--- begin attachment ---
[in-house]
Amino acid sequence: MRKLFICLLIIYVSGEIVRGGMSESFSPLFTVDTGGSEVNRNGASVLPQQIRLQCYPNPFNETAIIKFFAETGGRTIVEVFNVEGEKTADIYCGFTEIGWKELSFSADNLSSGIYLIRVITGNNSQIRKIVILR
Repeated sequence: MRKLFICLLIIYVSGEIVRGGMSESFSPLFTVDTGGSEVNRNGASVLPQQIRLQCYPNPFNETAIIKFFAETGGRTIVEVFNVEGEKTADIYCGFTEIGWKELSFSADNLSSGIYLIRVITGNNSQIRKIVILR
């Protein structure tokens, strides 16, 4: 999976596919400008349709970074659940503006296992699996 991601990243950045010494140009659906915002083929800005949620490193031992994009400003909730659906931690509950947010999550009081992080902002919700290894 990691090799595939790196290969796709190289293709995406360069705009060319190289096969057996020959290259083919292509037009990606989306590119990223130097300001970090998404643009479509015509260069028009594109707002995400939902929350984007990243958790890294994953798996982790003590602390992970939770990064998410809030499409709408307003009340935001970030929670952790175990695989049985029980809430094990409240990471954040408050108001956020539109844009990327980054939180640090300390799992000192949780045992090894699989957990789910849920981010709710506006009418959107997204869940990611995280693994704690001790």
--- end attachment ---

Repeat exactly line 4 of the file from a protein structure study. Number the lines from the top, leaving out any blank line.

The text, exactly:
């Protein structure tokens, strides 16, 4: 999976596919400008349709970074659940503006296992699996 991601990243950045010494140009659906915002083929800005949620490193031992994009400003909730659906931690509950947010999550009081992080902002919700290894 990691090799595939790196290969796709190289293709995406360069705009060319190289096969057996020959290259083919292509037009990606989306590119990223130097300001970090998404643009479509015509260069028009594109707002995400939902929350984007990243958790890294994953798996982790003590602390992970939770990064998410809030499409709408307003009340935001970030929670952790175990695989049985029980809430094990409240990471954040408050108001956020539109844009990327980054939180640090300390799992000192949780045992090894699989957990789910849920981010709710506006009418959107997204869940990611995280693994704690001790």